What Does the Greek Word Kairos Mean in the Bible?
- Jessica Brodie Contributing Writer
- 2021 12 Mar
Photographers often call it “golden hour” or “magic hour,” that time just before sunset or just after sunrise when the lighting is that just-perfect glow, giving their subjects a soft, warm, photogenic hue. Brides schedule their wedding portraits around it, for it feels almost magical—after all, everything looks just as it should during golden hour, right and natural and flawless. But there’s an even better moment in life than “golden hour,” a time so true and perfect it could only have been designed by the Master of the Universe, God Himself. Ancient Greeks used the word kairos for this, and it means “time” or “season” by definition, but kairos is more than mere time. It’s like a perfect moment, a special, opportune time—one seemingly designed just for “this,” whatever “this” is. And for Christians, kairos means something far deeper.
What does the Greek word kairos mean in the Bible, and how does its meaning influence Christian living?
What Does Kairos Mean in Greek and Where Is it Used in the Bible?
According to Strong’s Greek Concordance, kairos means time or season, and it is a noun used to represent a fitting season or opportunity, an occasion. Thayer’s Greek Lexicon notes it comes from the root word kára, meaning head or summit, and that kairos is universally understood to mean a “certain” or “fixed” time, or even the “right” or “appointed” time. We see kairos used in this way in the Bible.
For example, in Luke 1:20, Zechariah didn’t believe the news when God’s angel revealed Zechariah’s wife, Elizabeth, would give birth to a prophet, so the angel told Zechariah he would not be able to speak until this miracle did indeed happen. As the angel said, “And now you will be silent and not able to speak until the day this happens, because you did not believe my words, which will come true at their appointed time” (Luke 1:20). The original Greek used here was kairon, a version of kairos, translated by scholars into English as the “appointed time.”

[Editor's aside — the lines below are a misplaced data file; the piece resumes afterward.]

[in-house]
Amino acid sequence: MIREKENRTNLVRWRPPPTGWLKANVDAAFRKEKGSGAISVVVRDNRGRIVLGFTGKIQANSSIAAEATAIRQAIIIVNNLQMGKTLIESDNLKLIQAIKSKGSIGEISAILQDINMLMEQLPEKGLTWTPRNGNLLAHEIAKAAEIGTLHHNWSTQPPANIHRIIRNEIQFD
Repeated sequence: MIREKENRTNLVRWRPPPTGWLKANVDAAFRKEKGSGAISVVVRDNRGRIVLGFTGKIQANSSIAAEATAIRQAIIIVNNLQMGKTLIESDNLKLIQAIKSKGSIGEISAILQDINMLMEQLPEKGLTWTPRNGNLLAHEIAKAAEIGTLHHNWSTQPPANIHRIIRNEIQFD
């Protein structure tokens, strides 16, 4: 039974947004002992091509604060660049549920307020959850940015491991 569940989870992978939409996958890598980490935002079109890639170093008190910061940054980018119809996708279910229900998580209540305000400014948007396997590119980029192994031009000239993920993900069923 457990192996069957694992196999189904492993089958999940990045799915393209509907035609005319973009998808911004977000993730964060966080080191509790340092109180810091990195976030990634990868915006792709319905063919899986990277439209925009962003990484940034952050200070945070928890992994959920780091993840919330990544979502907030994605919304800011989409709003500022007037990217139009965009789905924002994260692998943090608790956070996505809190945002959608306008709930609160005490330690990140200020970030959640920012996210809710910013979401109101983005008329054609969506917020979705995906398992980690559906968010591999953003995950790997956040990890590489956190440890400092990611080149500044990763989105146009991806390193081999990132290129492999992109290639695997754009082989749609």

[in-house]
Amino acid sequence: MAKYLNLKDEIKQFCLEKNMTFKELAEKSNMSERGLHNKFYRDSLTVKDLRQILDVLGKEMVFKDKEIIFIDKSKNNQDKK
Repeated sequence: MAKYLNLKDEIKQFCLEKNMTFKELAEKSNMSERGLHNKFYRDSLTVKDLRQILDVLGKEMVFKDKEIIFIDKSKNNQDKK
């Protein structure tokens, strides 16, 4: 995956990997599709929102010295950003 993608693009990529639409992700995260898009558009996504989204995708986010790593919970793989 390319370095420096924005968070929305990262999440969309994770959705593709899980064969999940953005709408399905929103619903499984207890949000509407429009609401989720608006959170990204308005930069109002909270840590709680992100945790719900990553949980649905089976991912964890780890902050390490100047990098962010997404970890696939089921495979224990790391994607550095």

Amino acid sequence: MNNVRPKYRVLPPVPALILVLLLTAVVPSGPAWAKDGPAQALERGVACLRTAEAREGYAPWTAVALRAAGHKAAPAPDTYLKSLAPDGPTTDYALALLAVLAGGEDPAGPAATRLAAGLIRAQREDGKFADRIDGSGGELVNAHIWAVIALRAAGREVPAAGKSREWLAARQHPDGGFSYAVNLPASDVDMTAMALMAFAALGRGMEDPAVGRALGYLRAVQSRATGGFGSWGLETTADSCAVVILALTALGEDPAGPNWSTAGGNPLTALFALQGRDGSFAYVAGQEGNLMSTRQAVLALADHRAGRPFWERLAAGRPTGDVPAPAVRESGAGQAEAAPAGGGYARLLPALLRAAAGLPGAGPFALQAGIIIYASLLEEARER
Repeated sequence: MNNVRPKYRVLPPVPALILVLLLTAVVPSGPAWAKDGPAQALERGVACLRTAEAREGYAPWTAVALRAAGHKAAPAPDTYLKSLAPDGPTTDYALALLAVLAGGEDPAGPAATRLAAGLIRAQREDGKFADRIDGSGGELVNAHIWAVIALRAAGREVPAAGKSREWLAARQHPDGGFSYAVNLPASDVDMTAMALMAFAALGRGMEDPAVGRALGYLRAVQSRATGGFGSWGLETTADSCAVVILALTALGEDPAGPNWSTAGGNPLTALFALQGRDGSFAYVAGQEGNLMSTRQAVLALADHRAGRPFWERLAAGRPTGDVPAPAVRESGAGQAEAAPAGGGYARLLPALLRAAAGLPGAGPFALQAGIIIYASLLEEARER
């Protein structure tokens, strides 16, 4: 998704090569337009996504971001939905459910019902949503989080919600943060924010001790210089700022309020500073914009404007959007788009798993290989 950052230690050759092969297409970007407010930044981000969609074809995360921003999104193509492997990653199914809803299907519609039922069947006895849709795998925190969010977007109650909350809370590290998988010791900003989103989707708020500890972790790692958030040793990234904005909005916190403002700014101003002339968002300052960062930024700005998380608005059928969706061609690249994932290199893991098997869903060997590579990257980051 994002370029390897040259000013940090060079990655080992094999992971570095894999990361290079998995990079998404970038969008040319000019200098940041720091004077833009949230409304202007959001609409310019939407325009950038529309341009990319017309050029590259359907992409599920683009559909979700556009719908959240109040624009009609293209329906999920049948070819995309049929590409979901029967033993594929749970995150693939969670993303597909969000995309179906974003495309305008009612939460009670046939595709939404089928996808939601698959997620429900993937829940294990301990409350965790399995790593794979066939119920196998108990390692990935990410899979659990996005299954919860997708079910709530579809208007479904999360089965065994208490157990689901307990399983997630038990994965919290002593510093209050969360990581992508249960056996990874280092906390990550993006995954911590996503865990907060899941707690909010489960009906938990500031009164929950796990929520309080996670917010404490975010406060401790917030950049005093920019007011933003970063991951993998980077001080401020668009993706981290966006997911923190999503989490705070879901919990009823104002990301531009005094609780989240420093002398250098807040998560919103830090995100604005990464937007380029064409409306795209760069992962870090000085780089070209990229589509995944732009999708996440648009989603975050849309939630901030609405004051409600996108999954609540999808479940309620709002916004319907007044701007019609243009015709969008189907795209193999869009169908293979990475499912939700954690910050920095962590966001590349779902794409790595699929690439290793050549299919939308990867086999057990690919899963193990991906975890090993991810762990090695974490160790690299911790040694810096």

In the Gospel of Mark, after John was put in prison, we’re told that is when Jesus went into Galilee, proclaiming the Gospel. “‘The time has come,’ he said. ‘The kingdom of God has come near. Repent and believe the good news!’” (Mark 1:15). Here, the original Greek for “the time” is kairos. It’s not just any time but “the” time—God’s appointed hour for His Word to be shared through His Son, Jesus. The NIV Study Bible calls this use of kairos “not simply chronological time, but the decisive time for God’s action.” The NIV Application Commentary takes this notion a step further, noting, “Mark is not interested in telling us when precisely this occurred on the human calendar. The only thing that counts for him is ‘the time seen from the divine side.’”
This kairos is a special time, the chosen time. It’s God’s time, powerful and right, fixed by Him and to be used for His purposes. Note that kairos is different from chronos. Chronos, a more linear and quantitative sequence of moments, also refers to time, but kairos doesn’t necessarily refer to the chronological duration of time but rather the moment itself, the season, the nonlinear and qualitative version of time. That is, kairos is like Time (with a capital T), not time.
Examples of Kairos in the Bible
One example of kairos in the Bible is when Jesus teaches on the parable of the weeds in Matthew 13. Jesus uses the example of wheat and weeds to illustrate the kingdom of heaven, noting that a farmer doesn’t pull up the weeds when they first begin to grow, as this might also pull up the wheat along with it. Instead, the weeds and wheat are to grow together until the harvest, the right/appointed time (kairos). That is when the harvesters will “first collect the weeds and tie them in bundles to be burned; then gather the wheat and bring it into my barn” (Matthew 13:30).